By Karee Magee, NNY Business

A rural and historically challenged region where economic development was often stagnant, the Great Recession dealt a significant blow to New York’s north country as its counties saw a spike in unemployment and manufacturing jobs disappear, including about 600 from Jefferson County alone. [Read more…]

March 2016 Cover Story: Women in Public Service

Women answer the call for public service

Sharon A. Addison, 52, was appointed Watertown city manager in 2012 following a 27-year career with the National Security Agency, Fort George G. Meade, Md.

Sharon A. Addison, 52, was appointed Watertown city manager in 2012 following a 27-year career with the National Security Agency, Fort George G. Meade, Md.

From county and city managers to district attorneys, an assistant
attorney general, state lawmakers and the youngest woman ever
elected to the U.S. House of Representatives, north country women have blazed a progressive — and impressive — trail in public service.

By Norah Machia | Photos By Justin Sorensen

There are many women in the north country who provide invaluable leadership in the public sector as a result of their strategic skills, energy, knowledge and commitment. [Read more…]

Higher ed, tourism important drivers for St. Lawrence Co.

Daniel N. Valyou, facility manager for a blade test facility at Clarkson University, talks about how wind turbine blades are stress tested at Clarkson’s Center for Advanced Materials Processing  in August. Jason Hunter/ NNY Business

Daniel N. Valyou, facility manager for a blade test facility at Clarkson University, talks about how wind turbine blades are stress tested at Clarkson’s Center for Advanced Materials Processing
in August. Jason Hunter/ NNY Business

With five colleges and universities and more than 200 rivers and streams, growth in St. Lawrence County is in some ways about finding a way to market these assets.

Patrick J. Kelly, St. Lawrence County Industrial Development Agency CEO, said installing adequate broadband infrastructure is a key to economic development. Slic Network Solutions Inc. secured $33 million in federal stimulus money in 2010 to install 660 miles of fiber-optic cable in St. Lawrence County and 136 miles in Franklin County. In August, DANC received $250,000 from Empire State Development to install six miles of fiber optic cable in Canton and Rensselaer Falls, which will connect to a system that Slic operates there.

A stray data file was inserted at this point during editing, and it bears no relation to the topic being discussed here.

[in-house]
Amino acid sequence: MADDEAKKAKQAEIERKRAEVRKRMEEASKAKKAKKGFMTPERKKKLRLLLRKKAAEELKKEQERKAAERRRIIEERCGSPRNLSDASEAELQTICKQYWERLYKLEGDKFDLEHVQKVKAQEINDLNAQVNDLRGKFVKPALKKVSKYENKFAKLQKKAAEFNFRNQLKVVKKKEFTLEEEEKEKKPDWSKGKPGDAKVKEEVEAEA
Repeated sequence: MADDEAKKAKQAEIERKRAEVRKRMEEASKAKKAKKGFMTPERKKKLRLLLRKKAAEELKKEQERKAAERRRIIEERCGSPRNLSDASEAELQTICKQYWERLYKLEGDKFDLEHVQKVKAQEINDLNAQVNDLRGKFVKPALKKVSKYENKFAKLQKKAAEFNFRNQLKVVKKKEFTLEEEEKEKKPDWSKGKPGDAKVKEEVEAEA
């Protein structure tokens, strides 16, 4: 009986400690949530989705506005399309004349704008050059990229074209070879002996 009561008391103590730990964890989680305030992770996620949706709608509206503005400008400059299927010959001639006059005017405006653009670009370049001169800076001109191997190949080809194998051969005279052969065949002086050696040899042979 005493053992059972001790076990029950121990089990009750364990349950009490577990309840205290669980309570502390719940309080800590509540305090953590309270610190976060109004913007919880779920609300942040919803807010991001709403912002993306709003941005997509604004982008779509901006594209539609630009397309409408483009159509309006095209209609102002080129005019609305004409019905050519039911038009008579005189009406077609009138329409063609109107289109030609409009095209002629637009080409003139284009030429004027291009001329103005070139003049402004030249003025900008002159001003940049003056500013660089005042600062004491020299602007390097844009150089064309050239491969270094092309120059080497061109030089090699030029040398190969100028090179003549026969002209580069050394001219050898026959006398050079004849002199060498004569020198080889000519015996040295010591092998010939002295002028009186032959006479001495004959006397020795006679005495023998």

“One of the most important things is the development of broadband,” Clarkson University President Tony Collins said, noting broadband’s role in business development since so much can now be done remotely. “We’re reaching the point where it’s not the hindrance to development that it was even two years ago. It makes us more reliable and that’s a huge advantage.”

In addition to redevelopment efforts at industrial sites like the former General Motors powertrain plant in Massena and Star Lake’s former Jones & Laughlin Steel Co., Mr. Kelly said identifying potential relationships between higher education and economic development is significant to the county’s future development strategy. [Read more…]

Lewis County: Maintenance of existing assets key

Growth in Lewis County, which tallied its population at 27,224 according to 2012 U.S. Census estimates, has historically been a story more fraught with the travails of manufacturing days gone by.

In 2013, the county lost about 70 manufacturing jobs with the closing of Interface Sealing Solutions in Croghan and Harrisville Dry Kiln plant.

“Manufacturing is very difficult in this county — we just hope to maintain what we have,” Richard H. Porter, executive director of the County of Lewis Industrial Development Agency, said.

Nonetheless, Otis Technologies, Lyons Falls, was last month awarded a $39.2 million Army contract to supply weapons cleaning kits through Sept. 23, 2016, which the company says could result in additional jobs.

The most active new development in the county are wind projects at Roaring Brook, slated for completion in the spring, and the Copenhagen Wind Farm, slated for operation in late 2014 or early 2015. Neither project, though, will create more than 10 jobs after construction, Mr. Porter said.